As I read such sources, I always try to see what such writings tell me about the past, but I am uncomfortable with the pseudo-psychological role that some scholars take when evaluating sources, as we can never fully understand what another human being felt during a given event, especially when recalling it in a later writing. One of the best examples would be the field of military history. In writing about warfare, a scholar, who happens to be a combat veteran may understand, to an extent, the gripping accounts of battle written by a soldier long ago, as they share the same broad experience of being in combat. Yet, the differences would be in the nature of that combat, the personality of the soldier involved that wrote the letter, diary, or memoir, as well as the societal norms of that period. Sherman’s generalization that “war is hell” is as accurate today as 150 years ago, but the nature of war has changed in many ways since then.

In the end, it seems that Mr. Lavery’s analysis would argue that we should let the authors of Civil War manuscripts speak for themselves and perhaps respect their privacy a bit by not delving into nuances regarding such writings. These men, and women, were writing to loved ones about an important event that was shaping their very lives, no more, no less. For them, it was a matter of staying in touch with home during a time when mail was slow and death could be quick. When faced with one’s mortality, even as a younger person, and with the technological limitations placed on your ability to communicate over great distances, the very soul of a man may be poured out on a piece of paper, in an effort to not leave something unsaid to those back home.

I welcome your thoughts on this interesting subject.

Four score and seventy years ago: Two important minutes

Today marks the 150th anniversary of an event, where roughly two minutes of “a few appropriate remarks” by President Lincoln became American history and myth. Though memorized by several generations of schoolchildren, the Gettysburg Address was just part of a larger commemoration of the final resting place of soldiers killed fighting to preserve the Union. The event was a dedication to the national cemetery that still remains as a solemn tribute to sacrifice for a nation and its ideals, with one of the nation’s premiere orators, Edward Everett, delivering a two-hour speech.

The inclusion of Lincoln placed him in a minor roll within the larger ceremony, compared to Everett. Though his speech was secondary to the main oration, Lincoln was able to encapsulate the whole of American history and the momentous occasion of the Civil War and its importance in preserving the Union, while dealing with the big issue of equality, ultimately allowing the nation to live up to the principles of the Founders and the Declaration of Independence that he referenced. In 272 words, the President stressed the importance of the sacrifice of the soldiers buried there to the larger aim of securing the Union, while also referencing the new aim of the war, the ending of slavery. He also used the Address to show how the nation was changing and the hope that the idea first put forth by the founders in 1776 would endure forever.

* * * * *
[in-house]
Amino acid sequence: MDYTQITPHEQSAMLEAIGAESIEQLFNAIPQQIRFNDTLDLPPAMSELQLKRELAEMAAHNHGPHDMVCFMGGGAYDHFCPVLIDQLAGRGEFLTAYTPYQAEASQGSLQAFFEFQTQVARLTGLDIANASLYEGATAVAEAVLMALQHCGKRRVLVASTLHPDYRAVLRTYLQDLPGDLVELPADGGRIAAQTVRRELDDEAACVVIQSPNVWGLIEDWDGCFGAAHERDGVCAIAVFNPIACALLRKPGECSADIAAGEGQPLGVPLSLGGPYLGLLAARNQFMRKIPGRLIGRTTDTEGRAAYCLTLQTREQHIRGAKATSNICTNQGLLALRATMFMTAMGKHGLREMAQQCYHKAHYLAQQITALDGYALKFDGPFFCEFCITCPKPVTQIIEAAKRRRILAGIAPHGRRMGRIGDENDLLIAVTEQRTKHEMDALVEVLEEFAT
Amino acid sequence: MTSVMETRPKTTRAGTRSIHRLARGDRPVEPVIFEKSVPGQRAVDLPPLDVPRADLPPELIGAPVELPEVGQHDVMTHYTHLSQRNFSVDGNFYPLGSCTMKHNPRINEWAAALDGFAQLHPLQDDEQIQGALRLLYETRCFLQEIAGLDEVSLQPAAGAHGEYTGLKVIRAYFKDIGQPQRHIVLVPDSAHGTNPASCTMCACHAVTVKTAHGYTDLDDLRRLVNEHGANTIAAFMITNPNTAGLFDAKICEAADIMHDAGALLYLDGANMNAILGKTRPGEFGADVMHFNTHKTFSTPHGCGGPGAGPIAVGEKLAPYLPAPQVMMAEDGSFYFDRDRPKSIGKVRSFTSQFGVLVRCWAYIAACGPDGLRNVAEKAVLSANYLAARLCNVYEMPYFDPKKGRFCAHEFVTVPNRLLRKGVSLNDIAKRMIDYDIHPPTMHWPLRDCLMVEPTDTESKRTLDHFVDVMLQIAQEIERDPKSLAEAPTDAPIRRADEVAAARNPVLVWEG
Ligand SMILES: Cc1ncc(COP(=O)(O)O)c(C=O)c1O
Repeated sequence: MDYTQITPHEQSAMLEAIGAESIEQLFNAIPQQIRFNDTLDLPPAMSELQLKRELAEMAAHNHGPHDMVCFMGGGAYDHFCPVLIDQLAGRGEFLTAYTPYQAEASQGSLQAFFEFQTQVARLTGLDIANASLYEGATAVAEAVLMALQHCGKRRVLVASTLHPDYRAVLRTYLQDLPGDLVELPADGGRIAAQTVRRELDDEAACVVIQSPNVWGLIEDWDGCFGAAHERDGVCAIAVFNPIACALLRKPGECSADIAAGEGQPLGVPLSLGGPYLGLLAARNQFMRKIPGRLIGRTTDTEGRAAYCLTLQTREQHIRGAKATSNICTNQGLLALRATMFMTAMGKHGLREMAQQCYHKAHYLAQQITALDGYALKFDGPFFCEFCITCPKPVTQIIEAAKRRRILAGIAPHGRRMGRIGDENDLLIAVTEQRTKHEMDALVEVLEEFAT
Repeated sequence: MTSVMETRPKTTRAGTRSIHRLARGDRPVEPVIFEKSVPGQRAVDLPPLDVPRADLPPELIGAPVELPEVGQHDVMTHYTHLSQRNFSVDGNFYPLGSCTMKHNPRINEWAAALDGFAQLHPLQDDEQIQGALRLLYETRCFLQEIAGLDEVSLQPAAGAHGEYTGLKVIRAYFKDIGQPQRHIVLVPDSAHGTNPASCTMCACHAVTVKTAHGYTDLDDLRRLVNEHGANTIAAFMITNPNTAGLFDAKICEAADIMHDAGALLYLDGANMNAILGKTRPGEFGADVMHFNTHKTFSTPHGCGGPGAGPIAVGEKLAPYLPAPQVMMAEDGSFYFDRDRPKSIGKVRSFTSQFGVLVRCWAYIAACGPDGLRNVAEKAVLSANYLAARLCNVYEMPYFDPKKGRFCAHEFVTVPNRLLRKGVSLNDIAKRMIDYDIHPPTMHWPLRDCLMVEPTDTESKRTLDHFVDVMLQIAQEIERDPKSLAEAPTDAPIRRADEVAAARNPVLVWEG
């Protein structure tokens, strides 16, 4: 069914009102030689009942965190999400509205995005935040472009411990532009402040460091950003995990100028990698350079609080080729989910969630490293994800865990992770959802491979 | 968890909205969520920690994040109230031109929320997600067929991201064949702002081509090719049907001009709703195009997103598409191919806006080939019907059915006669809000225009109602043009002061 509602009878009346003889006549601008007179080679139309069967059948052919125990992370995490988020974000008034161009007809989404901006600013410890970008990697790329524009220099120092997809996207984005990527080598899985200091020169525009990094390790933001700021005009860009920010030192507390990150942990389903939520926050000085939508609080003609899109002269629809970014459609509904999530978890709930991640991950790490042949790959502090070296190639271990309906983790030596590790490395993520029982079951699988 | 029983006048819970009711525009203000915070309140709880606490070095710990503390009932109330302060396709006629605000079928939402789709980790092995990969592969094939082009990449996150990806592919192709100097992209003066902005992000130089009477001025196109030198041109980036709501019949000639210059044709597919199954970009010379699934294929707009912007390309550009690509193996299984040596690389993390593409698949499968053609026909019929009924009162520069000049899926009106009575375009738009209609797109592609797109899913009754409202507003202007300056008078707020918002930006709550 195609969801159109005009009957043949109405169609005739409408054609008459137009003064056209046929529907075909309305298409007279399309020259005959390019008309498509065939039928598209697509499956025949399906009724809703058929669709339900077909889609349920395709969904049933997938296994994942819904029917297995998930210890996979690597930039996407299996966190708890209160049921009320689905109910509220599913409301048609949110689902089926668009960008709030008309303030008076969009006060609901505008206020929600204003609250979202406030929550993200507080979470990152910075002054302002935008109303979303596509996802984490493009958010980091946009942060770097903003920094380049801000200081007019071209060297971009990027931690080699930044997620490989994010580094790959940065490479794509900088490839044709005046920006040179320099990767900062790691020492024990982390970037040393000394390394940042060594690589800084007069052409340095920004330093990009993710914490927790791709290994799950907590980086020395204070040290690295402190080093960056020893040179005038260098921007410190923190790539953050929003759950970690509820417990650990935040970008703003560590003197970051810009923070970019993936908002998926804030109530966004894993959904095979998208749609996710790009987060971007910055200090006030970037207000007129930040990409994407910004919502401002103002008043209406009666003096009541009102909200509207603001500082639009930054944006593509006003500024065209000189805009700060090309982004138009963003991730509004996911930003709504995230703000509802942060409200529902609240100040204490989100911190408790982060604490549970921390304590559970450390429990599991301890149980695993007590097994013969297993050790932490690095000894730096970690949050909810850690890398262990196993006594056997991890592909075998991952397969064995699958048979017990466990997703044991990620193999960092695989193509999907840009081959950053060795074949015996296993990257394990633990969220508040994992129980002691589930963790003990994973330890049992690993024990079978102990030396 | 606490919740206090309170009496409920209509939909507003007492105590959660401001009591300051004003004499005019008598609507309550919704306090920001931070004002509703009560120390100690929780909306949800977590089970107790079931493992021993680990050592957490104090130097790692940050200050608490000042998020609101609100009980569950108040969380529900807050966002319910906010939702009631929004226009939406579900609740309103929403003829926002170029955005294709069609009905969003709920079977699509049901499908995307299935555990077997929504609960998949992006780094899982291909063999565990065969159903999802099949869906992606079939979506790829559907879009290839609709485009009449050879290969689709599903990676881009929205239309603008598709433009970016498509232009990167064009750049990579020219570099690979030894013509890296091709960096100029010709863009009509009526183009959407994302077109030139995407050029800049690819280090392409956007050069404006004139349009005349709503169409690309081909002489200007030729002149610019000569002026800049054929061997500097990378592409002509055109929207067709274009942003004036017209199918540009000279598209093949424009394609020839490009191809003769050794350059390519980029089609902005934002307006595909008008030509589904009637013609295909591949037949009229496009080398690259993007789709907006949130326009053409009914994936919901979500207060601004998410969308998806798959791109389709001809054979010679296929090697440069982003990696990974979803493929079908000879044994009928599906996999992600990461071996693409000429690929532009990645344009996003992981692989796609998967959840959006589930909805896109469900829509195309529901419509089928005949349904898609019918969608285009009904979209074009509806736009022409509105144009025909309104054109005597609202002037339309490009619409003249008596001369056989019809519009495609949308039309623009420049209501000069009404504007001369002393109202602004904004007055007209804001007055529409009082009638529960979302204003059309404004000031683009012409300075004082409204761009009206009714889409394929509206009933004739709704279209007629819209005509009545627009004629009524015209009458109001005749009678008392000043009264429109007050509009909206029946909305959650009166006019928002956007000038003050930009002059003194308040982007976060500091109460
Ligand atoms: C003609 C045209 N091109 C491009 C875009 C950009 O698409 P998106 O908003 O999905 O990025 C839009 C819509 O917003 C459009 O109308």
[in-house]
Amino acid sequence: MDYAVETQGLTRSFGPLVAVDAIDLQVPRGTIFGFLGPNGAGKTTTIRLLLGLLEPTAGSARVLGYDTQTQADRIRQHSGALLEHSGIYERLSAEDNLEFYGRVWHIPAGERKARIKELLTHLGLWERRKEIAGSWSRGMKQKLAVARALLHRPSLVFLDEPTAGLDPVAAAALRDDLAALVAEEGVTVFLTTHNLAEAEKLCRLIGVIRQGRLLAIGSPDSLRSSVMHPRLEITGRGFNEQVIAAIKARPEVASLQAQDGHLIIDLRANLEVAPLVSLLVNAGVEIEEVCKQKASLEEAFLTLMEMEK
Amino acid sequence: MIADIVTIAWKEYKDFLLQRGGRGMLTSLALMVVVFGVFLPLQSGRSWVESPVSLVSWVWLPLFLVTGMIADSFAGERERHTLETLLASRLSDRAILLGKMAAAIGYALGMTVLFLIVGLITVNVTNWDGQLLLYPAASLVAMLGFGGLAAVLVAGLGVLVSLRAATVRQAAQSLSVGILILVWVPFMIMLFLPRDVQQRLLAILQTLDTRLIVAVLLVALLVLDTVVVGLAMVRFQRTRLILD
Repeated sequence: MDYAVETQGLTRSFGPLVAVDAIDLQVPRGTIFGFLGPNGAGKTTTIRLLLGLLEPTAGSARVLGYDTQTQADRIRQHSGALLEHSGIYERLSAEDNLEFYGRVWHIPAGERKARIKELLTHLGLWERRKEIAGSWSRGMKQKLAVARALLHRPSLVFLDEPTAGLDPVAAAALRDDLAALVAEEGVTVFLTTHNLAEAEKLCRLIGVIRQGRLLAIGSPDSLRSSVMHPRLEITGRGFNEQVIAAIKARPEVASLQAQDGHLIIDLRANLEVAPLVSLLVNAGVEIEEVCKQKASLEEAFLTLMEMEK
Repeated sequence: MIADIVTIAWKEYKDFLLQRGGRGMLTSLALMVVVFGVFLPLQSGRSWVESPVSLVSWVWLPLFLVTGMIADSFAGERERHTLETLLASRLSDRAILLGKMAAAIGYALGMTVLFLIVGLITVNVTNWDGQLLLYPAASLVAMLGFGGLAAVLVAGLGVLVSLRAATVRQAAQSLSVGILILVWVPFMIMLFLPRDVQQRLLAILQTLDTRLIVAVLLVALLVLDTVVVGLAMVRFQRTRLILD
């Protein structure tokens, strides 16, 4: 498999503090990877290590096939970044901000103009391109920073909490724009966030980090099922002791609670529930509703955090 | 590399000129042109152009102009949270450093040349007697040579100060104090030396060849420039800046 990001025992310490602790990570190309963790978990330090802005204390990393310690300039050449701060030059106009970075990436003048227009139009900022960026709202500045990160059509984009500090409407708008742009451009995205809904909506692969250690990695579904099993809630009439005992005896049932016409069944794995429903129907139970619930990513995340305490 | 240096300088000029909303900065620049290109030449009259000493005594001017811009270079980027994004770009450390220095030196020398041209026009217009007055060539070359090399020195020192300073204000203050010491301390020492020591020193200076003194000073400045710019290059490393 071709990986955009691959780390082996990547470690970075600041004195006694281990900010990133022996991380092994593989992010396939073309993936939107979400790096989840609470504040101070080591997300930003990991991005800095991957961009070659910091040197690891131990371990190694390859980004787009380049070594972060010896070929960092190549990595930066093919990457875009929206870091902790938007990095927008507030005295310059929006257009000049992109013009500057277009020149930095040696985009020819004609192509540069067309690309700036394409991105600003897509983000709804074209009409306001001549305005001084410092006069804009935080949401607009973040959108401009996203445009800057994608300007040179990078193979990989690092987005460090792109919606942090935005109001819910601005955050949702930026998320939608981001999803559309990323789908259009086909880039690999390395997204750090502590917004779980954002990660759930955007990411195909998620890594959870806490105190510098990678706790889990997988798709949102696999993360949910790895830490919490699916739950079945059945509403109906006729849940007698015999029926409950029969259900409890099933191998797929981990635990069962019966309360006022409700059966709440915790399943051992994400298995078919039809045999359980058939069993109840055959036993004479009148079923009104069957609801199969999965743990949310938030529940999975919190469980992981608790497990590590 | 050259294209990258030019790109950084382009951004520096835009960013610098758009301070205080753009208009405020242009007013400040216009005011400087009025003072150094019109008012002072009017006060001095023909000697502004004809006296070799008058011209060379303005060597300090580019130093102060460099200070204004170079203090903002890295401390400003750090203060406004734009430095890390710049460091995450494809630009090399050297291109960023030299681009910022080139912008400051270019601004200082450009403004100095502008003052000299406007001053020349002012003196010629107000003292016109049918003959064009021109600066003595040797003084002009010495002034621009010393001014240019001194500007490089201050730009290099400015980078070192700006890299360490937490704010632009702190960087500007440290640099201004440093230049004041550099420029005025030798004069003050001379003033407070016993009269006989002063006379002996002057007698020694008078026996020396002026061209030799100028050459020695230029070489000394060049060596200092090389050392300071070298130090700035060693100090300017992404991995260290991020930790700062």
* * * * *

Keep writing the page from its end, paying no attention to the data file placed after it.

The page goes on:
The remarkable thing about Lincoln’s speech was that while it was viewed in sharp contrasts by the media and nation, falling largely along partisan lines (sound familiar) between Democratic-leaning and Republican-leaning papers (media bias is nothing new), who either viewed the speech as “silly” or a momentous oration that was quite fitting for the occasion, that the Gettysburg Address has become one of the best examples of oration in American history. Lincoln’s short remarks represent one of the finest uses of the English language around, as he was succinct in his remarks and made every word command power.

Though 150 years later, the Gettysburg Address is still worth remembering and commemorating. It is hoped that we still live up to the ideals of Lincoln’s “few appropriate remarks.” With that, I leave you with some cool sites related to the Address.

Library of Congress online exhibit

Learn the Address (a Ken Burns project)

PBS site for Ken Burns’ The Address (coming in 2014)